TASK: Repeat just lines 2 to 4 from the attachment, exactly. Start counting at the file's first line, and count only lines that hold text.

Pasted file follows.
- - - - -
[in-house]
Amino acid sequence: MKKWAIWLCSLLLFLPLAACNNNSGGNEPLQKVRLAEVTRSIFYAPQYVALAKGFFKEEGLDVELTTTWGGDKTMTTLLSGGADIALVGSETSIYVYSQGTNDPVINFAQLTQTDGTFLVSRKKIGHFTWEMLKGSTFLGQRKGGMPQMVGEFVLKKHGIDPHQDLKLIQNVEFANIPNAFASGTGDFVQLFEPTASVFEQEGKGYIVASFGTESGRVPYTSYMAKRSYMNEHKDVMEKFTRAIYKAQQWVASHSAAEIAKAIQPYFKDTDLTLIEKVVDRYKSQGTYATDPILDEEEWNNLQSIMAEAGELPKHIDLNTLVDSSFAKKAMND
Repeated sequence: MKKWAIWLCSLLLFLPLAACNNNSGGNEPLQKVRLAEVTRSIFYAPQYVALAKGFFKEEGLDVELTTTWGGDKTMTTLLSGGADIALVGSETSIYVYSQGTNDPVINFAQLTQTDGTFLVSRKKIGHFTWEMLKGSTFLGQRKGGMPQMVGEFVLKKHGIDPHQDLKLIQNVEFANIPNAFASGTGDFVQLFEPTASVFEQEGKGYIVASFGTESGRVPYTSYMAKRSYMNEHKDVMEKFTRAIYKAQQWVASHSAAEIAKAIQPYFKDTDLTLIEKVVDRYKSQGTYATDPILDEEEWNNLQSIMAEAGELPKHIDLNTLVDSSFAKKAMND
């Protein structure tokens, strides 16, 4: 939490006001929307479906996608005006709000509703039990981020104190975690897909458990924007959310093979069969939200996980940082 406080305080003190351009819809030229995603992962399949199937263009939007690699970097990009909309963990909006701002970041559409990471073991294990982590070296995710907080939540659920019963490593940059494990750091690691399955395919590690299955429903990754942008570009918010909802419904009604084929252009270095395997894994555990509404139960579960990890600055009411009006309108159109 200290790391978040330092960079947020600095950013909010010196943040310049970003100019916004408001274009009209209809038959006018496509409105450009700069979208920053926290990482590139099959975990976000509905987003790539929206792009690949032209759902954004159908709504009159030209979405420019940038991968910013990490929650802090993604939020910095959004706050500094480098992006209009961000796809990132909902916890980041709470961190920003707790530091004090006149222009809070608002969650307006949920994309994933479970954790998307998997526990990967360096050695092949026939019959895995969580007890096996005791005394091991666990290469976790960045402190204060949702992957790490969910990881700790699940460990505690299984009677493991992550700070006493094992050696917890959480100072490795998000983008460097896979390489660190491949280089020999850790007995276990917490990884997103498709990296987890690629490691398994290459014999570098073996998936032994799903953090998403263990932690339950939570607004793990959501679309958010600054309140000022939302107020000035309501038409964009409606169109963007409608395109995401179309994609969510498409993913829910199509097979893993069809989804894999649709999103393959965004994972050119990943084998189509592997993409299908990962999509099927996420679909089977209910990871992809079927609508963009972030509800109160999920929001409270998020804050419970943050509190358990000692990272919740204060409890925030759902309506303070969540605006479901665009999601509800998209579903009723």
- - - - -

Amino acid sequence: MKKWAIWLCSLLLFLPLAACNNNSGGNEPLQKVRLAEVTRSIFYAPQYVALAKGFFKEEGLDVELTTTWGGDKTMTTLLSGGADIALVGSETSIYVYSQGTNDPVINFAQLTQTDGTFLVSRKKIGHFTWEMLKGSTFLGQRKGGMPQMVGEFVLKKHGIDPHQDLKLIQNVEFANIPNAFASGTGDFVQLFEPTASVFEQEGKGYIVASFGTESGRVPYTSYMAKRSYMNEHKDVMEKFTRAIYKAQQWVASHSAAEIAKAIQPYFKDTDLTLIEKVVDRYKSQGTYATDPILDEEEWNNLQSIMAEAGELPKHIDLNTLVDSSFAKKAMND
Repeated sequence: MKKWAIWLCSLLLFLPLAACNNNSGGNEPLQKVRLAEVTRSIFYAPQYVALAKGFFKEEGLDVELTTTWGGDKTMTTLLSGGADIALVGSETSIYVYSQGTNDPVINFAQLTQTDGTFLVSRKKIGHFTWEMLKGSTFLGQRKGGMPQMVGEFVLKKHGIDPHQDLKLIQNVEFANIPNAFASGTGDFVQLFEPTASVFEQEGKGYIVASFGTESGRVPYTSYMAKRSYMNEHKDVMEKFTRAIYKAQQWVASHSAAEIAKAIQPYFKDTDLTLIEKVVDRYKSQGTYATDPILDEEEWNNLQSIMAEAGELPKHIDLNTLVDSSFAKKAMND
């Protein structure tokens, strides 16, 4: 939490006001929307479906996608005006709000509703039990981020104190975690897909458990924007959310093979069969939200996980940082 406080305080003190351009819809030229995603992962399949199937263009939007690699970097990009909309963990909006701002970041559409990471073991294990982590070296995710907080939540659920019963490593940059494990750091690691399955395919590690299955429903990754942008570009918010909802419904009604084929252009270095395997894994555990509404139960579960990890600055009411009006309108159109 200290790391978040330092960079947020600095950013909010010196943040310049970003100019916004408001274009009209209809038959006018496509409105450009700069979208920053926290990482590139099959975990976000509905987003790539929206792009690949032209759902954004159908709504009159030209979405420019940038991968910013990490929650802090993604939020910095959004706050500094480098992006209009961000796809990132909902916890980041709470961190920003707790530091004090006149222009809070608002969650307006949920994309994933479970954790998307998997526990990967360096050695092949026939019959895995969580007890096996005791005394091991666990290469976790960045402190204060949702992957790490969910990881700790699940460990505690299984009677493991992550700070006493094992050696917890959480100072490795998000983008460097896979390489660190491949280089020999850790007995276990917490990884997103498709990296987890690629490691398994290459014999570098073996998936032994799903953090998403263990932690339950939570607004793990959501679309958010600054309140000022939302107020000035309501038409964009409606169109963007409608395109995401179309994609969510498409993913829910199509097979893993069809989804894999649709999103393959965004994972050119990943084998189509592997993409299908990962999509099927996420679909089977209910990871992809079927609508963009972030509800109160999920929001409270998020804050419970943050509190358990000692990272919740204060409890925030759902309506303070969540605006479901665009999601509800998209579903009723």